- Year 1883. 05-05-1883 until 21-05-1883. With Friedrich Fritz Lohr (1859-1924).
- 1884-1884 House Gustav Mahler Perchtoldsdorf – Marktplatz No. 8 (1). Gustav Mahler stayed one week in House Eder (now Zsurek). With Friedrich Fritz Lohr (1859-1924). 07-1884.
- 1887-1887 House Gustav Mahler Perchtoldsdorf – Marktplatz No. 8 (2). Gustav Mahler returned. With Friedrich Fritz Lohr (1859-1924).
- 1891-1891 House Gustav Mahler Perchtoldsdorf – Hochstrasse No. 25. Gustav Mahler stayed for only one weekend. 12-06-1891. Justine (Ernestine) Rose-Mahler (1868-1938) stayed till the end of 09-1891. 20-07-1891 picture postcard.
- Year 1891. See Will.
- Hugo Wolf (1860-1903) lived in Perchtoldsdorf. Hugo Wolf Museum.
- Heinrich Berte (1858-1924) lived in Perchtoldsdorf.
- Friedrich Fritz Lohr (1859-1924) lived in Perchtoldsdorf.
Perchtoldsdorf is a market town in the Mödling District, in the Austrian state of Lower Austria. It is chiefly known as a winemaking place.
It is located immediately at the Vienna city limits, south of the Liesing borough and about 16 kilometres (9.9 mi) southwest of the city centre. A short train ride from Vienna. The western parts of the municipal area border on the Vienna Woods mountain range.
With a population of 14,614 (as of 2012), Perchtoldsdorf is the district’s second largest municipality, after the administrative seat Mödling. It is served by the Vienna S-Bahn network and can also be reached by bus and tramway lines run by the Wiener Linien public transport company.
The area formed a coast region of the Paratethys sea during the miocene epoch, documented by numerous fossilizations of marine creatures. Neolithic circular enclosures suggest the assumption that the plain was continuously settled from about 6000 BC onwards.
Perchtoldsdorf Castle probably was laid out before 1000 AD, part of a chain of fortifications along the eastern rim of the Vienna Woods. One Lord Heinricus de Pertoldesdorf was mentioned in an 1138 deed, during the Babenberg rule, while the region belonged of the March of Austria.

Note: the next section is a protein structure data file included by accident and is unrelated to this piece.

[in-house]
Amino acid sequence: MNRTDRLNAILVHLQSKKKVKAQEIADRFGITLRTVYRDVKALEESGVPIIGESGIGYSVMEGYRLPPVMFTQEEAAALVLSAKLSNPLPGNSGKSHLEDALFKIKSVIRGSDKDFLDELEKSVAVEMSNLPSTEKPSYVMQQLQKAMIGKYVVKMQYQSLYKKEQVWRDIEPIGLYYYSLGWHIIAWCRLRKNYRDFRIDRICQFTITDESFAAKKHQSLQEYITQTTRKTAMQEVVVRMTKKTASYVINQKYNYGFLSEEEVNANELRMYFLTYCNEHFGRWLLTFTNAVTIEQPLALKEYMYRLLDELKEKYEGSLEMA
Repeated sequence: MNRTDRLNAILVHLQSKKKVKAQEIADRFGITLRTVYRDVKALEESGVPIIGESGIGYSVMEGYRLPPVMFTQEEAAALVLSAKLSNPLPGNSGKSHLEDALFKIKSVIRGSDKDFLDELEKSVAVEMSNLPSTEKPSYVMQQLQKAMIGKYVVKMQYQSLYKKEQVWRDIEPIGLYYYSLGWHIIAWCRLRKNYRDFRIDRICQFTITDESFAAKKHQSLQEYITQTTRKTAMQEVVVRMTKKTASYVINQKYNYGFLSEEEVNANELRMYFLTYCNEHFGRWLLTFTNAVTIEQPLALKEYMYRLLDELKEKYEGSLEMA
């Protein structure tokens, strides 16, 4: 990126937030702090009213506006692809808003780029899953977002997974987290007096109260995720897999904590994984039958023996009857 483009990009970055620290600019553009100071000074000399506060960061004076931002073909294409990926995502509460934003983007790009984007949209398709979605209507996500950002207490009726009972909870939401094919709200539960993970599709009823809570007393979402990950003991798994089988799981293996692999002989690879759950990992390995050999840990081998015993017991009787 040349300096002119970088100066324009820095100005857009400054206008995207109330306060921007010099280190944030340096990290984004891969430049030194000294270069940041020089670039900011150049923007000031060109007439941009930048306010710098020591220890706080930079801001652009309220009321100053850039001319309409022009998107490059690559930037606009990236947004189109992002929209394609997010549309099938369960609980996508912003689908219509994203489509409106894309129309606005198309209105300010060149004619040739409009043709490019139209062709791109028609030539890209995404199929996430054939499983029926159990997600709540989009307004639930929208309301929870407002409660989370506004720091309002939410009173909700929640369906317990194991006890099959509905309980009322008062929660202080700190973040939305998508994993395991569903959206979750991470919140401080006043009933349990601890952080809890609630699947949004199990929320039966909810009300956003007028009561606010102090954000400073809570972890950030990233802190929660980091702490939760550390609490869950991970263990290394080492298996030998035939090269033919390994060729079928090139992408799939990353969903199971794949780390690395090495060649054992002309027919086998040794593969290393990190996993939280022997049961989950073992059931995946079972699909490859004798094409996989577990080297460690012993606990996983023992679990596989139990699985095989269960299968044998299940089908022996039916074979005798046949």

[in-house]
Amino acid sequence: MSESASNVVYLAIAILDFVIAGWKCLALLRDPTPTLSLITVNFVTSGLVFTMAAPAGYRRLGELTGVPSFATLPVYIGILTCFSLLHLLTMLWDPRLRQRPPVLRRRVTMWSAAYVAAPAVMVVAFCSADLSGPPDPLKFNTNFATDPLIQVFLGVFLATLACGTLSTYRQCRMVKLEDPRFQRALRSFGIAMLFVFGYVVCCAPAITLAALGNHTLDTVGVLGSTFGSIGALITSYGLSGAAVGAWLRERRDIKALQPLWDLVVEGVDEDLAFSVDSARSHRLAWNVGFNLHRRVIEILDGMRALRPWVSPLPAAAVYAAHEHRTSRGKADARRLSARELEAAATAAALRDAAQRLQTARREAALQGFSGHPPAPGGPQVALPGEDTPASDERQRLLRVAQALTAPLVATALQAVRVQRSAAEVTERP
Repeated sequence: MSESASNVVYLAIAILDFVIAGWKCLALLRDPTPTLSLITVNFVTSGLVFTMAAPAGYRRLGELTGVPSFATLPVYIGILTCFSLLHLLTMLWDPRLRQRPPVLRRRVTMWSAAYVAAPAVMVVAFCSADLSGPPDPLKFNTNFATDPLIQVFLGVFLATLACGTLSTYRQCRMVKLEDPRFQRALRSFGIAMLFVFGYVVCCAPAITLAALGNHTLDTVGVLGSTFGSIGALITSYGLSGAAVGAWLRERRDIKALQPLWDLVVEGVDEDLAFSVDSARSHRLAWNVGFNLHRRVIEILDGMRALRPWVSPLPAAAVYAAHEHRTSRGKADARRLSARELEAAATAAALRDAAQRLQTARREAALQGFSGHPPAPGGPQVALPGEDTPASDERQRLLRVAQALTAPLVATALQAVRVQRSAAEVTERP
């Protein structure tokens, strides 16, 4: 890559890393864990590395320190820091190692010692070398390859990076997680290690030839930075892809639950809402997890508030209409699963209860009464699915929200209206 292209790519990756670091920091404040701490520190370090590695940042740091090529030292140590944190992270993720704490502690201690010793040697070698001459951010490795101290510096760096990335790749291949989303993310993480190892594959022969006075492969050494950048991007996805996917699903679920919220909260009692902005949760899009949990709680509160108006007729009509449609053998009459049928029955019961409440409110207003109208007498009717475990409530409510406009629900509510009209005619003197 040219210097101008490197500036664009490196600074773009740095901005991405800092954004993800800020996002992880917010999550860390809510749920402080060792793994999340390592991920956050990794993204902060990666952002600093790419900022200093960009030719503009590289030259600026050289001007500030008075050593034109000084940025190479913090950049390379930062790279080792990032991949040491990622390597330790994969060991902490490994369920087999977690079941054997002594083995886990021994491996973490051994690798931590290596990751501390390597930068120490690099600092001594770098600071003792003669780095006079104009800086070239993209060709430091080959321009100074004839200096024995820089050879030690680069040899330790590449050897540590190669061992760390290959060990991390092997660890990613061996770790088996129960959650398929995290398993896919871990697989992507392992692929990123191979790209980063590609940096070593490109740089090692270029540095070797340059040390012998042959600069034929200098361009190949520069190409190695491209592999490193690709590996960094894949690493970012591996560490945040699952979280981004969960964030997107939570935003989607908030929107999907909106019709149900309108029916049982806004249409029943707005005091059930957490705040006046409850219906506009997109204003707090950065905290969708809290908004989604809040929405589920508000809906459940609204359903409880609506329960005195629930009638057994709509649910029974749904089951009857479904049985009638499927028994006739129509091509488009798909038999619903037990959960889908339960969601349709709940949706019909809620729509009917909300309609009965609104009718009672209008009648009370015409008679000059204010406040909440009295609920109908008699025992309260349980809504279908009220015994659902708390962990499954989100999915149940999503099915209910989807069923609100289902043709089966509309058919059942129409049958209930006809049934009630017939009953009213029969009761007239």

The Babenberg margraves had to defend the newly conquered territories from the recently displaced Magyars on behalf of the Ottonian and Salian emperors. Their Perchtoldsdorf vassals continued to rule from the castle even when the Babenberg dynasty became extinct in 1246.
Upon the death of Otto von Perchtoldsdorf in 1286, the control passed to the House of Habsburg, uncontested rulers over the Duchy of Austria since the 1278 Battle on the Marchfeld. During this late medieval period, the settlement was granted market rights and Perchtoldsdorf Castle was used as a wittum residence for the widowed duchess-consorts of the Habsburg dynasty, including Beatrice of Hohenzollern, the widow of Duke Albert III of Austria. Duchess Beatrice established a hospital in 1407, now demolished, and an attached church which is still preserved.
The conflict between the Habsburg emperor Frederick III and his younger brother Archduke Albert VI of Austria started an unstable period in the region. In 1446, many homes in the town were burned during the invasion of the Hungarian regent John Hunyadi. During this time, the castle was occupied by various rival forces, including mercenaries of King Matthias Corvinus from 1477 until about 1490, when Frederick’s son King Maximilian I re-established Habsburg control over the area.
This turbulent period interrupted the construction of the tower house (Wehrturm), the town’s landmark with a height of 60 metres (200 ft), which started in 1450 and was finished about 1521. The tower and other fortifications permitted a successful defense of the city against the Ottoman troops during the 1529 Siege of Vienna, while the surrounding area was devastated.
An Ottoman Turkish assault in a second siege in July 1683 destroyed the town and ended in a massacre. The Turks reneged on their surrender terms after the city capitulated and the keys had been handed over. When the Viennese defense commander, Count Ernst Rüdiger von Starhemberg heard of the post-surrender destruction of Perchtoldsdorf, he decided he could not trust a similar offer from the Ottoman commander Kara Mustafa Pasha to surrender Vienna.
In 1842, Perchtoldsdorf received access to the Austrian Southern Railway to Wiener Neustadt, whereafter the town became a tourist destination for vacations and visits to the nearby region of the Vienna Woods. It also continued a long history of viticulture and wine cultivation as the primary agricultural product.